On August 28, at approximately 12:30 p.m., Thomas saw defendant near the scene of the robberies and immediately located two police officers. As the officers escorted defendant back towards Thomas to confirm his identification of the perpetrator, defendant indicated, according to the arresting officer who testified at trial, that he "didn't know what was going on . . . . He was unaware of why -- basically, he didn't even know the other gentleman, never came in contact with him from what I could tell." When arrested, defendant had $30.50 in his possession. At the police station, Thomas was informed no reports had been filed about the August 22 and August 25 robberies. He then gave statements as to both incidents.

Months prior to trial, defense counsel had an on-the-record discussion with the court as to whether the four indictments would be tried jointly. Subsequently, the State apparently made a joinder application which was granted, although we have no record of those proceedings.

At a March 7, 2001 pretrial conference, the court asked defense counsel about the status of witnesses whose names defendant had recently provided. Counsel explained he was experiencing some difficulty in locating them. The court directed that summaries of the proposed witnesses' testimony be supplied by March 9, 2001.

On that date, counsel advised the court that, although defendant had spoken to possible witnesses, they would not be available until the following Monday and, as a result, the judge granted an extension of time. No further record has been supplied with regard to this issue.

On the first day of trial, April 3, 2001, counsel explained that, on two occasions since the March 9 status conference, he had attempted to subpoena the following witnesses at addresses supplied by defendant: Lori Banks, Philip Malone, Amira Malone, and Carla Ware. Initially, investigators were not able to serve the subpoenas or conduct interviews because they could not gain access to the apartment building where the witnesses lived. Investigators were able to gain entry during a second visit, but the person occupying the apartment to which defendant directed them denied knowing him or any of the witnesses. Defendant was then given the subpoenas so he could attempt service himself, but they inadvertently noticed the witnesses for the wrong court date. When counsel learned of the mistake, he sent out new subpoenas by overnight mail. Defendant also attempted to serve corrected subpoenas the night prior to, and the morning of, trial, but was not successful.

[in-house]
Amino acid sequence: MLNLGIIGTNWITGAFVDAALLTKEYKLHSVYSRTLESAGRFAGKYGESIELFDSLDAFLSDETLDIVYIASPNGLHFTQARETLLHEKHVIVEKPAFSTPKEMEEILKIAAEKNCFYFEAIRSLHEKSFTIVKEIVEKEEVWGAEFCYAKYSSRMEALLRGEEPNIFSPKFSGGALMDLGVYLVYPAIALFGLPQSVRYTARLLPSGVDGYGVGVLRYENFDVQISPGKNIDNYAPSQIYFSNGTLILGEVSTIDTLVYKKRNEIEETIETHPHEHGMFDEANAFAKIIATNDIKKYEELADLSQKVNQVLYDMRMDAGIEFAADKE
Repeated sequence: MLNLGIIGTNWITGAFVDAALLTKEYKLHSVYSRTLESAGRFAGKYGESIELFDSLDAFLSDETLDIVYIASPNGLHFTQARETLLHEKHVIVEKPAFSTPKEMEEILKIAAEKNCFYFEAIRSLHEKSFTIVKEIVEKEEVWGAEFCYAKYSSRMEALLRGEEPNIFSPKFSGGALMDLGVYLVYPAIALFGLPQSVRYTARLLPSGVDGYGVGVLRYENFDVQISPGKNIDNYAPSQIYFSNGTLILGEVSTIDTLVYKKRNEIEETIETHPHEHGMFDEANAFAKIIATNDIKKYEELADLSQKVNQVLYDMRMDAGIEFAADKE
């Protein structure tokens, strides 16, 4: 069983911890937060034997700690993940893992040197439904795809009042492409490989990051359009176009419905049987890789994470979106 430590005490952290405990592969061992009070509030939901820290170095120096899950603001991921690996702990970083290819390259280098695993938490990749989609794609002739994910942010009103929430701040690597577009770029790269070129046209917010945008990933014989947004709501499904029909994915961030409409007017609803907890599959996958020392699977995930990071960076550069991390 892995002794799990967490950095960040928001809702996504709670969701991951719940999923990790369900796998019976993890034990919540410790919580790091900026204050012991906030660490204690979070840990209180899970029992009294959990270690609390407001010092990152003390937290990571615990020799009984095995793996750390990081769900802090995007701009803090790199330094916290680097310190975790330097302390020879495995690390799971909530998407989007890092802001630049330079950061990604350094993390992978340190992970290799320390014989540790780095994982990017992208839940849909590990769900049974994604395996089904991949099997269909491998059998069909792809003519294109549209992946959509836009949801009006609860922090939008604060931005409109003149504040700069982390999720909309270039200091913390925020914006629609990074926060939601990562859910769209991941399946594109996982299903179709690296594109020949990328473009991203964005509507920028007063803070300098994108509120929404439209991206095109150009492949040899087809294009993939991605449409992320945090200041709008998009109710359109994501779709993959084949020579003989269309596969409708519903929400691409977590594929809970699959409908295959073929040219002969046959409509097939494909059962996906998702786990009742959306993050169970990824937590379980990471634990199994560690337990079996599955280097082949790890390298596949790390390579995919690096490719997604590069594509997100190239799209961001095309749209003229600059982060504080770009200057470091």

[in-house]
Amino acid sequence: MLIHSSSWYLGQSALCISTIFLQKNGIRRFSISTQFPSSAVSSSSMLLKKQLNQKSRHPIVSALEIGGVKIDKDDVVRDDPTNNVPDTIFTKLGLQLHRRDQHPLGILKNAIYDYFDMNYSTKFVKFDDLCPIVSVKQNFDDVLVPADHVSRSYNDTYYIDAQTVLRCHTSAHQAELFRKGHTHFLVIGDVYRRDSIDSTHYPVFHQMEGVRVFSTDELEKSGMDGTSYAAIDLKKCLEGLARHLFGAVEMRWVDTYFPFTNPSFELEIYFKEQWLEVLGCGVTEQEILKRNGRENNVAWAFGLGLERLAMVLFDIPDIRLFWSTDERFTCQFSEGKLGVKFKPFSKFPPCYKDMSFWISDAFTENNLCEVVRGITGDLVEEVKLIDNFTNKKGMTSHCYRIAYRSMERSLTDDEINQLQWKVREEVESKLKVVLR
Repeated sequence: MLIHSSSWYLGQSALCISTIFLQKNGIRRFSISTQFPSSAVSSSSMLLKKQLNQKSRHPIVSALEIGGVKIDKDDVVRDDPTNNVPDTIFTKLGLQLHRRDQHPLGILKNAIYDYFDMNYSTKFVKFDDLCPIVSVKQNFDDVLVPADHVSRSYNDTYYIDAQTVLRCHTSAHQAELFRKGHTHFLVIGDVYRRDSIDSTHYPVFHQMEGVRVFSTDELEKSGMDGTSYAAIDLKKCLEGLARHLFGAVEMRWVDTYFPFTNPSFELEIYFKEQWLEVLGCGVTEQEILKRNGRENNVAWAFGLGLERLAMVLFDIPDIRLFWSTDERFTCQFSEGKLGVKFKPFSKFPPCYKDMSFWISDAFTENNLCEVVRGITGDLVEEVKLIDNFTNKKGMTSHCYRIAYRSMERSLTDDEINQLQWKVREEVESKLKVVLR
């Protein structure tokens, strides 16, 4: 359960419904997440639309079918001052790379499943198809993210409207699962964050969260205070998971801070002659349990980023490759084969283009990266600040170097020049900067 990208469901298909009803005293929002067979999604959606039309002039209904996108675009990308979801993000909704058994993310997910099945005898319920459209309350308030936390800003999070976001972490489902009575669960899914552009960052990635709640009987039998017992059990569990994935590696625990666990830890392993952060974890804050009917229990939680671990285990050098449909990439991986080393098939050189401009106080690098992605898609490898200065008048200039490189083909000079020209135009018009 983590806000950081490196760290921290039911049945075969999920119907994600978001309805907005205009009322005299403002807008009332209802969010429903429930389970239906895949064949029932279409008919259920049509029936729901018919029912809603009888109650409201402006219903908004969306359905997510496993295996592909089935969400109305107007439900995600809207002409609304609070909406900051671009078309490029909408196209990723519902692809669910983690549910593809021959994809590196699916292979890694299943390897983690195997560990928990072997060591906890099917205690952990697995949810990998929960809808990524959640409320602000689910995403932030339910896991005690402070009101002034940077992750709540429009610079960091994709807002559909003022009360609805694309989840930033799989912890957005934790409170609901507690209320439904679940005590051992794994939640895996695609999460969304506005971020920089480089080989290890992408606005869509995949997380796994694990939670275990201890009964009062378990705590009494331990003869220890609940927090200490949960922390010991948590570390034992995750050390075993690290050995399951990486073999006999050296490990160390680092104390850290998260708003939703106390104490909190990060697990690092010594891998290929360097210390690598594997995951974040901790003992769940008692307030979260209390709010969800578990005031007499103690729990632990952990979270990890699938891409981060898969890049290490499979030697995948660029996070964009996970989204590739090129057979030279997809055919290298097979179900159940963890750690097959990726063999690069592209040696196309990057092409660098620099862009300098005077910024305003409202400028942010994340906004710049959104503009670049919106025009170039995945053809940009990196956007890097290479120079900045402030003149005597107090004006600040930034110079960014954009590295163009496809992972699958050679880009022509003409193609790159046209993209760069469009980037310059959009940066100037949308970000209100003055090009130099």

Although he claimed to have served the subpoenas bearing the wrong court date, defendant did not supply any proof of service. The record does not identify any witnesses ever appearing on defendant's behalf, and counsel only summarized the anticipated testimony of one witness, Philip Malone. In support of the defense theory that Thomas's accusations were trumped-up falsehoods, Malone would corroborate that, immediately prior to his arrest on August 28, 2000, defendant sold Thomas less cocaine than Thomas paid for and the two men had argued as a result. Although counsel acknowledged none of the proposed witnesses, including Malone, had any information regarding either robbery, he contended that Malone's testimony was supported by the absence of any robbery reports filed with the Newark Police Department.